The Most Powerful Tool in Wealth Creation
In his book The Fourth Age, Byron Reese illustrates the story of the invention of chess.
“About a thousand years ago, a mathematician in what is today India is said to have brought his creation to the ruler, and showed him how the game is played. The ruler, quite impressed, asked the mathematician what he wanted for a reward. The mathematician responded that he was a humble man and his needs were few. He simply asked that a single grain of rice be placed on the first square of the chessboard. Then two on the second, four on the third, each square doubling along the way. All he wanted was the rice that would be on the sixty-fourth square.
So how much rice do you think this is? Given my setup to the story, you know it will be a big number. But just imagine what that much rice would look like. Would it fill a silo? A warehouse? It is actually more rice than has been cultivated in the entire history of humanity’’
At the end of his 64 squares to put it into numbers, the mathematician would have had 18,446,744,073,710,149,632 grains of rice.
Chances are that you have heard some variation on this story time and again throughout your lifetime. The end result of compounding is extremely appealing to us, and yet very few people are naturally taking advantage of it when it comes to their money.
Compounding your money works in much the same way that it worked for the mathematician in Reese’s story. The longer you stay invested in the market, the more of your gain will disproportionately come from your early gains rather than your capital. However, you might need to see where those numbers are really coming from.
Let’s take a look at a theoretical example. In our scenario, you are going to begin with a $10,000 starting balance and will make no other contributions. Assuming that you earn a 10 percent per year (linear return), you would have a balance of roughly $25,900 in ten years. Just under 40 percent of that money came from your own contributions. The rest was accrued through interest on your initial balance.
How would the balance look in thirty years? Well, you would have roughly $174,000 in your account. Now, your initial balance makes up just six percent of the total portfolio amount – a shocking statistic! You did virtually no work at all after investing your first $10,000 and the compounded interest has given you great returns. The real star of the show is the compounding which served to accelerate your gains throughout the years.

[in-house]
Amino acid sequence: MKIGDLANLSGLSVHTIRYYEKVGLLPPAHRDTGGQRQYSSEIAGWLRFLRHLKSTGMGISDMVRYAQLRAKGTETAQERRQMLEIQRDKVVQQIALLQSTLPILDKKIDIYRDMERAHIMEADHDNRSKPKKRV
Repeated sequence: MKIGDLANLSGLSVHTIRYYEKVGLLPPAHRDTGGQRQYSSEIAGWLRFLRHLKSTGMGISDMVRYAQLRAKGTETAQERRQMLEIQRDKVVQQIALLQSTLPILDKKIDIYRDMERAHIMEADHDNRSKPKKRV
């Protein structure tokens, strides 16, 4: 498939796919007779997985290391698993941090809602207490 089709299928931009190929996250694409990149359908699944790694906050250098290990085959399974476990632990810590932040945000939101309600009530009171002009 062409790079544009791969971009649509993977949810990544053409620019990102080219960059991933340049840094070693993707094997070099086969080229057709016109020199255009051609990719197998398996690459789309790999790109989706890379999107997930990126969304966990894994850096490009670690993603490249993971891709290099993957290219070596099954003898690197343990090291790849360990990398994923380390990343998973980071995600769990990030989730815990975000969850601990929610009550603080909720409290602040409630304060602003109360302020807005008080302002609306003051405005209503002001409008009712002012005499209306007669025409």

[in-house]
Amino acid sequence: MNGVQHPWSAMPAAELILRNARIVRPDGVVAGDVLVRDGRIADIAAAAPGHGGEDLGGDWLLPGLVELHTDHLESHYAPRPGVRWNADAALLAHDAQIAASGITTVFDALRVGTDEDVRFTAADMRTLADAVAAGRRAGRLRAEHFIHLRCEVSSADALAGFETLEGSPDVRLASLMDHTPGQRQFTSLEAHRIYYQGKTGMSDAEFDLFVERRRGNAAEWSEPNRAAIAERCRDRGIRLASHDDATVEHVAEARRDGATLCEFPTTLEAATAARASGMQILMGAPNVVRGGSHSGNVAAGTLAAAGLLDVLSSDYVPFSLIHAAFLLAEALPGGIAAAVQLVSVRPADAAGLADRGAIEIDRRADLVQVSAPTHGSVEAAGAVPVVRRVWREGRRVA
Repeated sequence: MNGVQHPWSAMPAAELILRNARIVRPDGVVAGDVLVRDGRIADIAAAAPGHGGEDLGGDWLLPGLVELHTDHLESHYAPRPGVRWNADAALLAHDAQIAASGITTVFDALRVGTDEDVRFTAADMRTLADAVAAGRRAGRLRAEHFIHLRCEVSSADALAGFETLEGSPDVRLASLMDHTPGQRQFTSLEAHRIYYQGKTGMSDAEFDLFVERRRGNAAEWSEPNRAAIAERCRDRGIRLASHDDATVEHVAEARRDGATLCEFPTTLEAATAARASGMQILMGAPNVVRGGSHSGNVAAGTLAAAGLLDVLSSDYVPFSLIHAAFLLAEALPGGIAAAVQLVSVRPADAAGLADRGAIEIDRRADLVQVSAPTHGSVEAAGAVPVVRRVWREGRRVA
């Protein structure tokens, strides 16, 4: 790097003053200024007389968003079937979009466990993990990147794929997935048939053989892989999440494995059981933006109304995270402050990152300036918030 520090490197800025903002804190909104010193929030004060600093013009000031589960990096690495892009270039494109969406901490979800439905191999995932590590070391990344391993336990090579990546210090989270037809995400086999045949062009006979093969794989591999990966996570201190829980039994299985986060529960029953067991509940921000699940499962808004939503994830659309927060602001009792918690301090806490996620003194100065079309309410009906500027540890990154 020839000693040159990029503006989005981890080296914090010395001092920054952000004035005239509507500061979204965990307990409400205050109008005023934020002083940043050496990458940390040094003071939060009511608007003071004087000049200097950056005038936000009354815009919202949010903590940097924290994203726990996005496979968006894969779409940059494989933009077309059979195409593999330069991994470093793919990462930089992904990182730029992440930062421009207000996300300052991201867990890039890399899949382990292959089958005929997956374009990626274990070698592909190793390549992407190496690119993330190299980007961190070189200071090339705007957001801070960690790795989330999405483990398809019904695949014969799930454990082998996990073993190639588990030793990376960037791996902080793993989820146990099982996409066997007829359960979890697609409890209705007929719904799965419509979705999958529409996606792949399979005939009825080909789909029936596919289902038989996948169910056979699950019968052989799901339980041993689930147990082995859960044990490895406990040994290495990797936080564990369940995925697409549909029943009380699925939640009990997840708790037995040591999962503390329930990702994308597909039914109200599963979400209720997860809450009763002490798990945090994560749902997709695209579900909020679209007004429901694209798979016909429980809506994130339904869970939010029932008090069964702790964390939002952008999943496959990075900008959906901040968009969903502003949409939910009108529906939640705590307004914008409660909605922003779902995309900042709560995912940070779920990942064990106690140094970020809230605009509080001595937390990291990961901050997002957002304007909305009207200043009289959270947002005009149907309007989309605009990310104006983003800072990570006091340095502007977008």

The truth of the matter is really quite simple: nothing is more powerful than compounded returns over a long period of time. A market return will never be strictly linear, so our example might not be exactly how your own investments turn out. Not to mention, different people will have different needs based on their time horizon and risk tolerance. However, the truth is still the same across the board. It is best to invest what you can now to take advantage of those compounding returns moving forward.
What Should You Do?
You might already know that compounding is the way to go if you want to earn the most on your investments, but what should you do in the here and now? Many people spend hours and hours trying to predict where the market is headed. However, there are better ways to spend your precious time and yield much better results on your investments.
The best advice that any financial planner can give you is to start today. The sooner you are able to begin saving, the more time you will have on your side for your money to work harder on your behalf. As you saw in our example, even a small initial investment can pay off majorly when it is left to compound the interest over the long haul.
No matter what your needs are or what goals you have, you should be taking the long view for your investments. Plan to spend years in the market instead of trying to cash out quickly. Most people have learned the hard way that it is nearly impossible to time the market. Instead, plan on spending time in the market if you want to make your fortune.
By starting today and letting your money work hard while you sit back, you can become just as rich as the mathematician who invented chess. Take the long view and start today to be as successful as possible.